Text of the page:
Scotiabank's New File Clerk

Just as Scotiabank (Toronto) finished a data warehousing project to gain a holistic view of each customer, it faced a new technical challenge: managing the bank's 300,000 lines of complex

April 28, 2004

3 Min Read
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Seven years ago, Scotiabank (Toronto) started a data warehousing project to gain a holistic view of each customer. Scotiabank, with $281.5 billion (CAN) in total assets, achieved its objective. But, in 2001, the bank faced a new technical challenge: managing the bank's 300,000 lines of complex CoBOL code.

Though the CoBOL code got data from Point A to Point B, it came from 20 different source systems. "These source systems were constantly changing," says Kyle McNamara, vice president of data warehousing and decision support at Scotiabank. "The volume of information and the volume of dependencies made it difficult to maintain and keep the code up to date."

To respond to rapidly changing business requirements and customer needs, the bank needed a more agile system. In the fall of 2001, Scotiabank evaluated vendors' proposals and selected Redwood City, Calif.-based Informatica's PowerCenter, the data backbone that now powers Scotiabank's data warehousing and data mining solution. Built on a services-oriented architecture, PowerCenter accommodates changes in underlying operating systems or databases, while infrastructure additions can be adopted within the PowerCenter data integration. The solution runs on the bank's current IBM servers.Scotiabank's pilot program ran from January 2002 to May 2002, utilizing PowerCenter as part of the bank's "Significant Deposit" marketing campaign, which allowed Scotiabank to identify and respond to changes in their customers' financial lives. Based on the success of the pilot, Scotiabank has developed statistical models to analyze transaction histories and determine individual behavioral patterns. The automated system segments customers based on contact history and marketing preferences, and it releases a file of customized sales leads within hours.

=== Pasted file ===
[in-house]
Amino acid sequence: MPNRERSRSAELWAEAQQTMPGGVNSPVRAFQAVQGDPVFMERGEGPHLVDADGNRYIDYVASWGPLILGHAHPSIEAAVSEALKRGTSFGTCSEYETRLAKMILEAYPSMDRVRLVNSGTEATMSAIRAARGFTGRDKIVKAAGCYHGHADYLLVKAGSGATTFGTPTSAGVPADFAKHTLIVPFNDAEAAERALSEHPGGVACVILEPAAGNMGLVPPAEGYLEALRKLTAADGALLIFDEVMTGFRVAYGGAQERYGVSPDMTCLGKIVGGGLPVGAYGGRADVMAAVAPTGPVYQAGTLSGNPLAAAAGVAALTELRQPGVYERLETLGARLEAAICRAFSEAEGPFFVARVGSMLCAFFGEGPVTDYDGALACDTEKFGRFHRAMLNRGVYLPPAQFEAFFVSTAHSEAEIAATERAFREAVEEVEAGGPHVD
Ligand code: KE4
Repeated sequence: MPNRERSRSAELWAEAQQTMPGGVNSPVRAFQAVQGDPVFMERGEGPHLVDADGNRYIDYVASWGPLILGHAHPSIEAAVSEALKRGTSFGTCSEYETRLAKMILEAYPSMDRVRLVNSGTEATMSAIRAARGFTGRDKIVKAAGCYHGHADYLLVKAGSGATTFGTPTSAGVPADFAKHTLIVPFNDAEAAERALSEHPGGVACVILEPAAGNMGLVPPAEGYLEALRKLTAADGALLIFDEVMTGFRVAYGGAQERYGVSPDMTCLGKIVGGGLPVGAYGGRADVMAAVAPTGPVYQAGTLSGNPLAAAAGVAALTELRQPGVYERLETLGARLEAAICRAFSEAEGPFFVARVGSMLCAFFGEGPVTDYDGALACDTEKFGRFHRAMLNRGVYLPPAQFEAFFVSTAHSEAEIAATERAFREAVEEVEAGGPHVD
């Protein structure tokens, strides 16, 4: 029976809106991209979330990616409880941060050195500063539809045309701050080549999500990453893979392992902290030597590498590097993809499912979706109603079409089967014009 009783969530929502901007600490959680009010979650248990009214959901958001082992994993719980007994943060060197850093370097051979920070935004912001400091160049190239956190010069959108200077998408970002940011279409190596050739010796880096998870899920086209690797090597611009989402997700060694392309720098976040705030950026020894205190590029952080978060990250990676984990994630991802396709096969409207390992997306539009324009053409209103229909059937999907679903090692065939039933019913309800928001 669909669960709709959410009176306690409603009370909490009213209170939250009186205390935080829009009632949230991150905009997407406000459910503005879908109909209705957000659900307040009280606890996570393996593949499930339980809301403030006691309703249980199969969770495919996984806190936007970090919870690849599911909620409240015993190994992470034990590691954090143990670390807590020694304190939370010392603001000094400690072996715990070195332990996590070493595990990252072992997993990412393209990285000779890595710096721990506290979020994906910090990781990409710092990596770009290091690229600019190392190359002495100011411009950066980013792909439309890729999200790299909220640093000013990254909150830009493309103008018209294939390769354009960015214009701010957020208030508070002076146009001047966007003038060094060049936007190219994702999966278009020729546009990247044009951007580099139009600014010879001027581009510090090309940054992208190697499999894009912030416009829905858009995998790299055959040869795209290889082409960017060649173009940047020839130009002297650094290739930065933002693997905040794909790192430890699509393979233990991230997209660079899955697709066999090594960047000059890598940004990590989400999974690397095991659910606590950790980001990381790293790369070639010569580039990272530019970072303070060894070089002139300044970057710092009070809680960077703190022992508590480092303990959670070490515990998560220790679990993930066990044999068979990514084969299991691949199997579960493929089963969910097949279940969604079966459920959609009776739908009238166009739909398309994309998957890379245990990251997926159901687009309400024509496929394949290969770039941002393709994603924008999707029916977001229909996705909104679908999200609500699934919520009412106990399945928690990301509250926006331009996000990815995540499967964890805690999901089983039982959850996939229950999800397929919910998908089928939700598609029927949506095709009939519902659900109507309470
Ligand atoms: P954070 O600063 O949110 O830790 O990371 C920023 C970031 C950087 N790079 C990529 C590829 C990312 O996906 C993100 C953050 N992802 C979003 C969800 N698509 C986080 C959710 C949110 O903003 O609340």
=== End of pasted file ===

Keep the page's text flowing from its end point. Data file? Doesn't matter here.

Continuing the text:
Mad About Metadata One of the features of PowerCenter that McNamara likes best is Informatica's metadata - data about data - which is the DNA of PowerCenter. "Metadata helps us catalog and track our data and treats the data as an asset," McNamara says. Furthermore, PowerCenter's architecture fully utilizes metadata to deliver scalable performance, high re-use and up-to-date documentation of the integration process.

The bank has already seen productivity improve, asserts McNamara. Scotiabank's business staff can better identify which data to use for analysis. The technical team can more quickly assess the impact of a potential change on the environment. And population of the data warehouse is accelerated by PowerCenter's speed.

Scotiabank is still completing the implementation, which began in December 2001 and is projected to take two more years to complete. "We just did a conversion of a component of the code recently. Previously, conversion took 48 hours, now it takes 24 hours," he says. "We foresee a maintenance cost savings of between 30 and 40 percent."

According to McNamara, Informatica's PowerCenter has enabled Scotiabank to gain a unified view of its organization and respond rapidly to new business requirements and infrastructure changes. In the future, he says, Scotiabank plans to leverage the reporting capabilities in the metadata browser to clarify the source of the data and the time at which the bank received it.For example, if the bank were to examine a mortgage balance, it would want to know if the balance was calculated at the end of the month; if it represented the average balance for the month; or if it included accrued interest. "We want to know everything about that field," McNamara says. "Without the proper metadata, we could make a mistake when summing up all the balances."

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